In Sheep’s Clothing – the History & a Giveaway

08 Jan

For me, there is no reason to write historical romance if you don’t give serious attention to the history. I love history! It makes every story richer, deeper, and more colorful. When I was invited to write for A Bouquet of Brides collection, I was deep into learning about the antique spinning wheel I’d recently purchased and restored. During my research into my new wheel, I learned some interesting historical facts.

The Restraining Act of 1699—also called The Wool Act—was signed into law by King William III. England’s monopoly on textiles was in jeopardy from the upstarts in the American Colonies. Even though Britain had outlawed the importation of sheep from the beginning, the Dutch brought them into New Amsterdam (now New York).

The sheep soon multiplied and supplied the colonists with enough wool to not only clothe themselves but to export to other colonies. Britain was not amused. The Restraining Act outlawed the sale of wool or wool products between colonies. Massachusetts Colony could not sell to Virginia Colony, for instance.

This effectively shut down the budding textile industry in the colonies for a time and left colonists with the choice of buying fabric from England that most could not afford or relearning the art of making their own cloth. This is the background into which I drop my main characters, Yarrow Fenn and Peter Maltby, in In Sheep’s Clothing.

If you’re interested in how wool is made into fabric, here’s a nice video, narrated by Orson Wells, explaining the process including some historical information.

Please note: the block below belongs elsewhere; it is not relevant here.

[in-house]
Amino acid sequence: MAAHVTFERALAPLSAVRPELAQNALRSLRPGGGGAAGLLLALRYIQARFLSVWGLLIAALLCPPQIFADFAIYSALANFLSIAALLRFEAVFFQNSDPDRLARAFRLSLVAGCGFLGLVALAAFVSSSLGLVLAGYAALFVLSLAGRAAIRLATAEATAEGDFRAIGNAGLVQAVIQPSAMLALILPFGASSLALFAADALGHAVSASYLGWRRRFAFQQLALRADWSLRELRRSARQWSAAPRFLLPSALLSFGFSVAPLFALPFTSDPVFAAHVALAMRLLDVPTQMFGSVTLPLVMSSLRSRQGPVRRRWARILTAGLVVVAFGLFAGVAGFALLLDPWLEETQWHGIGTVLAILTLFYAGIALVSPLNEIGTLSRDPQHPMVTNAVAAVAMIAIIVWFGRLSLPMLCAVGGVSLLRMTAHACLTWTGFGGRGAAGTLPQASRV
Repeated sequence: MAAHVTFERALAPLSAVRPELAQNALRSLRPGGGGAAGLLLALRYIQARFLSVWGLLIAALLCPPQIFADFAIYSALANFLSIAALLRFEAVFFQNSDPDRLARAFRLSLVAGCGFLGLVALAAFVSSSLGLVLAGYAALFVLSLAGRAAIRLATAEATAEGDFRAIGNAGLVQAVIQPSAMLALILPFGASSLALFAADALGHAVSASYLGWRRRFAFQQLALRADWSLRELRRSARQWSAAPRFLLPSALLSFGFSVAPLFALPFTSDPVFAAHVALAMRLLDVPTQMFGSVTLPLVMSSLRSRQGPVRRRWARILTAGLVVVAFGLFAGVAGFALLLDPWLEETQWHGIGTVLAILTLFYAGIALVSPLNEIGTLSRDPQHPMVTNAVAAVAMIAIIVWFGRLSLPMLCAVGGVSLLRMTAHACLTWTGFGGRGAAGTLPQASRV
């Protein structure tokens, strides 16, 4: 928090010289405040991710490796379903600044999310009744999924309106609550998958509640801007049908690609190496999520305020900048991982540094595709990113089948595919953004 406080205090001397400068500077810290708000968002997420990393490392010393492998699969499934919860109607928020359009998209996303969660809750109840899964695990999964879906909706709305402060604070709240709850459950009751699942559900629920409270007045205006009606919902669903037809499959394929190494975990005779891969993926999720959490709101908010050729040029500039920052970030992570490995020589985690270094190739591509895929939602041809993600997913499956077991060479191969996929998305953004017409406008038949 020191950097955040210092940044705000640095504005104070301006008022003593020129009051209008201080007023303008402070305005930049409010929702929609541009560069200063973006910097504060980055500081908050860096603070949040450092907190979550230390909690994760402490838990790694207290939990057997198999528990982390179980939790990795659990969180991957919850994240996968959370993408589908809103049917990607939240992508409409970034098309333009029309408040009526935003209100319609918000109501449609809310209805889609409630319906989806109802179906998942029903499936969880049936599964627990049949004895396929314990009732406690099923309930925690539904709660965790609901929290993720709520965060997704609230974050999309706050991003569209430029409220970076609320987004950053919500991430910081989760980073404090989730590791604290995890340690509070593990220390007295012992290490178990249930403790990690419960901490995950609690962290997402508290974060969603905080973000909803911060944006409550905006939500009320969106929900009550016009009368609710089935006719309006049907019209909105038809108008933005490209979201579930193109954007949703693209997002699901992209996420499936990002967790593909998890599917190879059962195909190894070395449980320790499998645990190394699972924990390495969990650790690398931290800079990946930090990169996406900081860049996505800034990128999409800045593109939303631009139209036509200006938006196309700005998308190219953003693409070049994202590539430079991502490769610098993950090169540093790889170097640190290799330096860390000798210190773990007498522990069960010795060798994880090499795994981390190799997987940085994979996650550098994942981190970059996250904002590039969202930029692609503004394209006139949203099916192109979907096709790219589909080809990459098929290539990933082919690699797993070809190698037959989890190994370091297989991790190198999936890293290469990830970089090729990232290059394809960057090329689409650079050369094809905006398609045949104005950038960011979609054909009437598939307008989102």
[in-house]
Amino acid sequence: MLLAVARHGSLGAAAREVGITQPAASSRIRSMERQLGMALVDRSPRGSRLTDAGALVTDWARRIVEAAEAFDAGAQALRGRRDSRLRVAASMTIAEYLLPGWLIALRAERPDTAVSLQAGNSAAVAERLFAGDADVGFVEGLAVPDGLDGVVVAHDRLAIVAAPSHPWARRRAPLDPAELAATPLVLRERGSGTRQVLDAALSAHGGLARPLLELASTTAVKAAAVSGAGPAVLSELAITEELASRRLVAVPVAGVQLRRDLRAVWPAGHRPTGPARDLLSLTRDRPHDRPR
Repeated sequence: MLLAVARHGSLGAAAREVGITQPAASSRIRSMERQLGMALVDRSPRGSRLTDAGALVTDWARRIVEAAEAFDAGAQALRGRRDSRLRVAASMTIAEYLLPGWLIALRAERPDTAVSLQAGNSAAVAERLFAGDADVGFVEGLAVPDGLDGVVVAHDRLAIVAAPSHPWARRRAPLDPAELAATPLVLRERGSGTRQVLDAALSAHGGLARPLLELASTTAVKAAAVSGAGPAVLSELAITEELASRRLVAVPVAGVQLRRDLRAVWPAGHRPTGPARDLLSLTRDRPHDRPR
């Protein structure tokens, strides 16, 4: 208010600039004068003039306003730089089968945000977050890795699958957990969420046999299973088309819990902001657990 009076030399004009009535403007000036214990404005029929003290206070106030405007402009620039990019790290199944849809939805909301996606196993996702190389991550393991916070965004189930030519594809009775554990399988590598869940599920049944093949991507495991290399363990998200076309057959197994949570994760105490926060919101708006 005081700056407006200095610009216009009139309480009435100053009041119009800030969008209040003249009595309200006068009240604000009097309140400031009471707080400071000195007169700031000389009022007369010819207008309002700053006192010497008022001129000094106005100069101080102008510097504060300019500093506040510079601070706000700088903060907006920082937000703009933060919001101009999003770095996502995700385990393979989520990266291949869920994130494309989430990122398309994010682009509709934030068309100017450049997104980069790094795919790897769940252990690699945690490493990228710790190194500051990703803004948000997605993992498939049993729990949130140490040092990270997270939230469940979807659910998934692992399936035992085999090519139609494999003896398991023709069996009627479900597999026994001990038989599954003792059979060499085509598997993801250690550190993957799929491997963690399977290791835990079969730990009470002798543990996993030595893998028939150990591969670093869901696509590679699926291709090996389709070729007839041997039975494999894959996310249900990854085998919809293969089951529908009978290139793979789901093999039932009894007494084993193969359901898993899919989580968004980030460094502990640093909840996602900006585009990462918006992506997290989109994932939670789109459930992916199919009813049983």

To celebrate the release of A Bouquet of Brides collection and my story, In Sheep’s Clothing, I’m giving away one of my signature shawls. To enter, subscribe to my newsletter. I’ll be drawing for The Meadowsweet Shawl at the end of January.


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6 responses to “In Sheep’s Clothing – the History & a Giveaway

  1. Linda W. Yezak

    January 8, 2018 at 8:00 am

    England had a lot of nerve back in the day, didn’t it? Telling an American he can’t do something is guaranteed to bring the response: “Watch me!”

    Loved the post and the history lesson!

    Liked by 1 person

    • Pegg Thomas

      January 8, 2018 at 8:08 am

      The American colonists weren’t the tame little dependants England wanted. 🙂


  2. MrsTina Rice

    January 8, 2018 at 4:48 pm

    Congratulations on your novella, Pegg! Your shawl is beautiful!

    I love how you take your love of history and weave (no pun intended) it into your your novellas/books.
    Very interesting video, thank you for sharing the link.

    Blessings, Tina

    Liked by 1 person

  3. Tammy Cordery

    January 8, 2018 at 9:56 pm

    I love the shawl. What great work you do. I always look at the yarn and think I would love to do that. Congrats on your new book.

    Liked by 1 person

    • Pegg Thomas

      January 9, 2018 at 7:14 am

      Thank you! It’s never too late to learn to knit – or too early. If you’d love to do it, go for it.



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